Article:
Guest Post by Andrew from Match Next
Hi all - Andrew here from Match Next. For anyone new to the blog, allow me introduce myself. I’m a big DC sports fan with a pretty streaky jump shot. Also, I joined the Match Next founding team about a year and a half ago as the ‘tech guy.’ As part of my job I research and test out all sorts of technology that might be helpful for our school. When we find something that works, I help roll it out in classes. Here’s the blog I wrote about my research and testing process.
Next week I’ll start writing posts that give lots of grainy details on a particular tool we’ve used. Today, let me catch you up on the big picture of what technology we use now.
What we use regularly:
It’s a pretty short list. And frankly, nothing in here is particularly revolutionary. If “blended learning” schools were salsas, we’d be mild. That’s because a lot of the spicy stuff isn’t that good yet, in our opinion. More on that in later posts.
Here’s the list of tech we’re using so far this year:
|Kindles||Hardware||Independent Reading, Literacy||E-reader|
|Accelerated Reader||Software||Independent Reading||Database of quizzes for pleasure-reading books|
|Google Forms, Docs||Software||Literacy||Survey tool, Word Processing|
|Khan Academy||Software||Math||Math practice problems|
|ST Math||Software||Math||Math practice problems (conceptual)|
How do we actually use all these pieces?
Chromebooks: We have one of these laptops per kid (ed-tech nerds like me call this being a “1:1 school”). If you’re not familiar, Chromebooks are a low-cost ($200 - $300 each) laptop. They’re so cheap because they only really do one thing - go on the internet. That’s it. No downloading, running crazy programs, etc. In addition to our 50 that we use regularly, we also keep 10 spares in case any student computers go down.
Kindles: Our students spend the first hour of every morning reading on their Kindles during our Independent Reading period. Sometimes there’s a handful of students reading a paperback book, which we’re fine with as long as they’re reading the book they want to read.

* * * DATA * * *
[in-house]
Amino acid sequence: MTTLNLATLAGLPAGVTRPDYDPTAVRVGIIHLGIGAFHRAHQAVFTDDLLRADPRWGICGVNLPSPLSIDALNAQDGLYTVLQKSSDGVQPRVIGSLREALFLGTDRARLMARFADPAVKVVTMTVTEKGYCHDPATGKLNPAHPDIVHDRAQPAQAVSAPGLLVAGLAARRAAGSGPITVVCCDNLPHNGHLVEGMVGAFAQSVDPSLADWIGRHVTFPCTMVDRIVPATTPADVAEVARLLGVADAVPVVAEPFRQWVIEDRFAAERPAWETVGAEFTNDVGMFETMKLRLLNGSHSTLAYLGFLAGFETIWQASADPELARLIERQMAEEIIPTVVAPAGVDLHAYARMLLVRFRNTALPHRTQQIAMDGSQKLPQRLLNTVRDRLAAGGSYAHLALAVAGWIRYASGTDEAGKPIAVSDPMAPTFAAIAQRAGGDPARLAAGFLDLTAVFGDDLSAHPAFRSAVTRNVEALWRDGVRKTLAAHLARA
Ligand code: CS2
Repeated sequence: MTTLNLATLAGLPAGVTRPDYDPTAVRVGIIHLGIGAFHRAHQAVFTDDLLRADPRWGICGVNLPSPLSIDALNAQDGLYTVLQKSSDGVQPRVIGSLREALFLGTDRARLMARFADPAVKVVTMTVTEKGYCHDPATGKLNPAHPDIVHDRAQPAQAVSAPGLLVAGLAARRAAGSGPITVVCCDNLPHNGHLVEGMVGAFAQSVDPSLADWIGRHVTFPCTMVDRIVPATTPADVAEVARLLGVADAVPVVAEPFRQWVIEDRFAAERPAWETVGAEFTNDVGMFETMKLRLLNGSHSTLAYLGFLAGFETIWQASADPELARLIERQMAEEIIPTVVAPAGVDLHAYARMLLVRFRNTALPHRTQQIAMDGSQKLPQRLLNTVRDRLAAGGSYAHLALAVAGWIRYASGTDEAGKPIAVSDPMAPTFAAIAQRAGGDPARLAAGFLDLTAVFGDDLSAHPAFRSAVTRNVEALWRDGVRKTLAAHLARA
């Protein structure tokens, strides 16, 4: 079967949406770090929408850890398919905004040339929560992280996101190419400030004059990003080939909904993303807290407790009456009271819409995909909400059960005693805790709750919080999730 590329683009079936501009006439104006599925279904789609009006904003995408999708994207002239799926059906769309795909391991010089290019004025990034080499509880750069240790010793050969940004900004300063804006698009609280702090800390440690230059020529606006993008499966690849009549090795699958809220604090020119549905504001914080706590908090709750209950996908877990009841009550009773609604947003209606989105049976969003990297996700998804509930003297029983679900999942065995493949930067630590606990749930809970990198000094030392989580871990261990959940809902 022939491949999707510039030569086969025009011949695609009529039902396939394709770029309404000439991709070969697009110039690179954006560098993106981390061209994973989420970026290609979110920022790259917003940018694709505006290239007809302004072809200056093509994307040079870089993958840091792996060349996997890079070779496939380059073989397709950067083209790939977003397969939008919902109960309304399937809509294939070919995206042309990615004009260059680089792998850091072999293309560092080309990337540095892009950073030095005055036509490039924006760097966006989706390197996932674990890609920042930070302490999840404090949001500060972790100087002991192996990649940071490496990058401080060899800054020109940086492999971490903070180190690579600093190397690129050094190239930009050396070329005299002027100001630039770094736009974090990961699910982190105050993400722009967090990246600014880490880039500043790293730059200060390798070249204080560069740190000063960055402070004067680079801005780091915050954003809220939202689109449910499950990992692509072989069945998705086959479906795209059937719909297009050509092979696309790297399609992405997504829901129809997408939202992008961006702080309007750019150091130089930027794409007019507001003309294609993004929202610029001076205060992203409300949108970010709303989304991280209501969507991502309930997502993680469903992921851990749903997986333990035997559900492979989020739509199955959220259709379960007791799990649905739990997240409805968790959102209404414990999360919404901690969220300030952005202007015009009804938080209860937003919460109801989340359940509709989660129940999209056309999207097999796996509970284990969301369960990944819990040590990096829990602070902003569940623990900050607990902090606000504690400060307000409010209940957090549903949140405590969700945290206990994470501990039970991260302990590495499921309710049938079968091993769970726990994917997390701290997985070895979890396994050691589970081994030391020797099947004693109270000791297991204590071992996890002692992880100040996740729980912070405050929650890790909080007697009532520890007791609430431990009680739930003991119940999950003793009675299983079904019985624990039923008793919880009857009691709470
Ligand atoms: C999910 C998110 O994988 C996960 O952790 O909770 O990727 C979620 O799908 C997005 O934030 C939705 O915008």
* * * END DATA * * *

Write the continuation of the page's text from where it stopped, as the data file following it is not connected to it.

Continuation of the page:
Accelerated Reader: Students take a short quiz on Accelerated Reader whenever they finish a book. The program has a quiz for almost every book our students would ever read. In some rare cases, though, we’ll have to make our own quiz if AR doesn’t have one. Each quiz typically takes 10-15 minutes for students to complete.
Google Docs: We use this pretty much every single day. Our Literacy Director, Debby, uses Google Docs to distribute content to students. It’s the easiest way we’ve found to share stuff with all the students.
Google Forms: Super easy to use survey tool. We use Google Forms for the majority of our Literacy assessments. Last year, we only used it for multiple choice questions. This year, we’re having our students complete both multiple choice and open response questions on Google Forms.
Cram: Our replacement program for “Anki,” the flashcard program we used last year for our students to practice their math facts. We’re using Cram similar to how we used Anki, but we like it because kids have to type in their answers rather than just self report if they knew it. Students are on it for about 4 minutes at the start of every math period to practice math-fact flashcards.
ST Math: This is a software we use to help lay the conceptual framework of math concepts students will eventually learn in class. They’re on it about 2-3 times per week, for a total of about 90 minutes.
TypingClub: Our 5th graders are learning how to type. They’re on TypingClub 4 days a week for about 30 minutes each day.
Next time: I’ll post my first software review on ‘TypingClub,’ the software we’re using to teach our students how to type. Stay tuned.
If you’d like to talk shop: firstname.lastname@example.org